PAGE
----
October 16, 2018

Few people expect to be the victim of a shooting in their place of work. It is rare that you will meet anyone who has actually been involved in an active shooter situation where they work. Very likely, you have no formal training in what to do if an active shooter opened fire in your office of plant.


Statistics show, however, that active shootings do occur. There were 40 active shooter incidents during 2014-2015 (the latest year data is available for from the FBI).  46% of the shootings occurred in businesses and retail establishments.


According to a study done by the FBI, it was discovered that most active shooting end in 5 minutes or less. That is barely enough time to call someone for help and certainly not enough time for law enforcement to arrive. In that amount of time, you don’t have much time to think and debate about how you are going to handle the situation. The only way you can survive an active shooting is you’ve got to know what you’d do before it actually happens.


In the movies and on television shows, when an emergency situation arises like a fire in a public building or gun shorts ringing out in a crowded room, everyone panics and runs for the door. In reality, in most emergency situations most people tend to freeze up. They don’t run or do anything to defend themselves; they simply freeze up in terror. It makes perfect sense because most people aren’t faced with dangerous situations regularly and thus don’t know what to do when they are.


Several research reports have been written on the “bystander effect”. In February 2010, Valentin Verner was shot multiple times at a fried chicken restaurant in Tulsa , Oklahoma. Not one of the customers or workers in the restaurant went to his aid. Instead, workers continued to ring up orders and customers stepped over the dying man to get their chicken and fries. When first responders arrived, they had to fight through the crowd of people waiting to get their food. Verner later died at the hospital from his wounds.


Most people are hardwired to rely on people in positions of authority to make decision and tell them what to do. They tend to follow the crowd and blend in. In an emergency situation, if no one is giving instructions on what to do and everyone else is hiding in fear or standing frozen with terror, most people will do the same thing.


The only way to overcome those tendencies is to prepare for what you will do in a situation like that ahead of time. Remember when you were in grade school and once every quarter, the whole school would participate in a lock down or fire drill exercise? The purpose was so that if there were ever a fire or a terrorist attack on the school, everyone in the school would know what to do and be prepared to do it. The same is true in an active shooter situation in the workplace.


What would you do if you were in your office and you heard gunshots coming from the hallway?


What would you do if you were in a meeting in the conference room and an assailant appeared in the doorway with a gun to your boss’s head?


Learning how to survive a shooting is much like learning how to survive an airplane crash: such an event is statistically unlikely to happen to you, and simple chance may make you a victim before you’re able to take any action. Here are things you can do to increase your odds of survival. You ought to know and practice them.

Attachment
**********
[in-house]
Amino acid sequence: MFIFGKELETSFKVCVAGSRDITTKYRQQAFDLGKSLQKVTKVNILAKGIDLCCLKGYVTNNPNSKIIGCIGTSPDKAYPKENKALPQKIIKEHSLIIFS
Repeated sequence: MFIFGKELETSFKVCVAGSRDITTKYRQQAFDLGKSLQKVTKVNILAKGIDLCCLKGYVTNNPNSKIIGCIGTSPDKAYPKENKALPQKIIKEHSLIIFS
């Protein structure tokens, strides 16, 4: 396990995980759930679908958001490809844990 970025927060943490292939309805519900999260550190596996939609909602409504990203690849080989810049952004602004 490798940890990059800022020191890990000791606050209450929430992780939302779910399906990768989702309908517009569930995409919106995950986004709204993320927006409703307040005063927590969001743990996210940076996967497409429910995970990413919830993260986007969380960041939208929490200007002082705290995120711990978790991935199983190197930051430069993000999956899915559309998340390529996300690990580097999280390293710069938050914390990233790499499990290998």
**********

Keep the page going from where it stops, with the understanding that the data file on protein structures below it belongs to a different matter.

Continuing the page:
1. Situational Awareness. If you hear something that sounds like a gunshot, you need to quickly scan the area and take in your surroundings with all of your senses. Begin making preparations to take action. Try to remain calm and keep your eyes and ears open so you can take in what is going on.


  1. Know where all the exits are. Quickly scan the area and determine the exit points.


  1. Your main objective is to get to safety. Quickly leave the premises and get as far away from the shooter as possible. If you encounter others in the office, try to convince them to escape with you but keep moving and get out of the area of danger as soon as possible.


  1. If you can’t run, Hide. If you cannot safely reach an exit, hide in a secure location out of the shooter’s view. Find a room with a door that locks or barricade the door with chairs and tables or other objects. If you make it difficult for the shooter to get to you, they will move on and look for easier targets. Turn off the lights and be silent. Don’t open the door or respond to someone’s voice until you are certain that the shooter has been neutralized.


  1. Call 911. As soon as you reach an area of safety, call 911 and report the incident.


  1. When all else fails, be prepared to fight. An active shooter is not likely to just let someone go if they find them, so doing nothing is just resigning yourself to be killed. Many civilians are concealed carriers of firearms. If you are a Concealed Carrier, let the shooter know you are armed and prepared to shoot. Then take the shot.


  1. If you are not armed, you still have the element of surprise on your side. An active gunman will not expect an unarmed civilian to fight back or charge him. Doing just that throws him off of his plan and will buy you a little time. Don’t attack him head on but rather attack from the side or from behind where it is harder for him to shoot at you. Grab any object at your disposal: chairs, fire extinguishers, coffee pots and inflict as much physical violence on the shooter as you possible can to incapacitate him.


Of the 40 active shooting incidents that did occur, 6 ended when citizens acted to end the threat while the remainder ended when law enforcement neutralized and or apprehended the shooter.